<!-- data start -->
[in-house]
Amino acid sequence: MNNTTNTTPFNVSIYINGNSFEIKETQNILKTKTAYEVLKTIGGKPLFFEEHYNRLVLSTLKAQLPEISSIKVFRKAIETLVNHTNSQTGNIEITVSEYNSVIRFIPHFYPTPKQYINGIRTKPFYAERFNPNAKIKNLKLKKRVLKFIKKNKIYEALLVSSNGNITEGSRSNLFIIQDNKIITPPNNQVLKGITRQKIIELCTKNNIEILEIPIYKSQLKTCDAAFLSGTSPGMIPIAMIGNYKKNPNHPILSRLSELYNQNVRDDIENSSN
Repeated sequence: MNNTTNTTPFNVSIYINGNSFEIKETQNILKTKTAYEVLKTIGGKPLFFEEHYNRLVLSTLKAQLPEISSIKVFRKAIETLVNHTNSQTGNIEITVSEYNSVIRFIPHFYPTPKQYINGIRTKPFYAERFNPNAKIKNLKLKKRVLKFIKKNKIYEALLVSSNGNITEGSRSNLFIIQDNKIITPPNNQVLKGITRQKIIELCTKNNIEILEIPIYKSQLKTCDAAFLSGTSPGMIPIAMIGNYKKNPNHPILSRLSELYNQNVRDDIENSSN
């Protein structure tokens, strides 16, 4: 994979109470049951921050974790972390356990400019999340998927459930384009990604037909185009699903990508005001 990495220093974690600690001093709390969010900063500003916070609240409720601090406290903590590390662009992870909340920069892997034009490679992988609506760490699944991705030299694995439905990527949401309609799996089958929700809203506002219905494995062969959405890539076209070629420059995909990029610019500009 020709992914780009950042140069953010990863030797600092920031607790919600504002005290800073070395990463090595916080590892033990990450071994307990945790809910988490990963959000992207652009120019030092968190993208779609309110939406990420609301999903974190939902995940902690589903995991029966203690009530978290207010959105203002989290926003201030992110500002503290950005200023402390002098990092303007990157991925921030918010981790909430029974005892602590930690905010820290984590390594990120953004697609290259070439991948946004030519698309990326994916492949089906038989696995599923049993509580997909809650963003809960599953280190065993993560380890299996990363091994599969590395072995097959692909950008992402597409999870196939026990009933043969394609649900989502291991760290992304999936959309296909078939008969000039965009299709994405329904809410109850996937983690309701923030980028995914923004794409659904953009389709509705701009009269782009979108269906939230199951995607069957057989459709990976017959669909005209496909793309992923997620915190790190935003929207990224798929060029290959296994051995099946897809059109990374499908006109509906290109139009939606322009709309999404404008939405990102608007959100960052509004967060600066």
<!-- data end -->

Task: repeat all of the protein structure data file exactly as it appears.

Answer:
[in-house]
Amino acid sequence: MNNTTNTTPFNVSIYINGNSFEIKETQNILKTKTAYEVLKTIGGKPLFFEEHYNRLVLSTLKAQLPEISSIKVFRKAIETLVNHTNSQTGNIEITVSEYNSVIRFIPHFYPTPKQYINGIRTKPFYAERFNPNAKIKNLKLKKRVLKFIKKNKIYEALLVSSNGNITEGSRSNLFIIQDNKIITPPNNQVLKGITRQKIIELCTKNNIEILEIPIYKSQLKTCDAAFLSGTSPGMIPIAMIGNYKKNPNHPILSRLSELYNQNVRDDIENSSN
Repeated sequence: MNNTTNTTPFNVSIYINGNSFEIKETQNILKTKTAYEVLKTIGGKPLFFEEHYNRLVLSTLKAQLPEISSIKVFRKAIETLVNHTNSQTGNIEITVSEYNSVIRFIPHFYPTPKQYINGIRTKPFYAERFNPNAKIKNLKLKKRVLKFIKKNKIYEALLVSSNGNITEGSRSNLFIIQDNKIITPPNNQVLKGITRQKIIELCTKNNIEILEIPIYKSQLKTCDAAFLSGTSPGMIPIAMIGNYKKNPNHPILSRLSELYNQNVRDDIENSSN
């Protein structure tokens, strides 16, 4: 994979109470049951921050974790972390356990400019999340998927459930384009990604037909185009699903990508005001 990495220093974690600690001093709390969010900063500003916070609240409720601090406290903590590390662009992870909340920069892997034009490679992988609506760490699944991705030299694995439905990527949401309609799996089958929700809203506002219905494995062969959405890539076209070629420059995909990029610019500009 020709992914780009950042140069953010990863030797600092920031607790919600504002005290800073070395990463090595916080590892033990990450071994307990945790809910988490990963959000992207652009120019030092968190993208779609309110939406990420609301999903974190939902995940902690589903995991029966203690009530978290207010959105203002989290926003201030992110500002503290950005200023402390002098990092303007990157991925921030918010981790909430029974005892602590930690905010820290984590390594990120953004697609290259070439991948946004030519698309990326994916492949089906038989696995599923049993509580997909809650963003809960599953280190065993993560380890299996990363091994599969590395072995097959692909950008992402597409999870196939026990009933043969394609649900989502291991760290992304999936959309296909078939008969000039965009299709994405329904809410109850996937983690309701923030980028995914923004794409659904953009389709509705701009009269782009979108269906939230199951995607069957057989459709990976017959669909005209496909793309992923997620915190790190935003929207990224798929060029290959296994051995099946897809059109990374499908006109509906290109139009939606322009709309999404404008939405990102608007959100960052509004967060600066």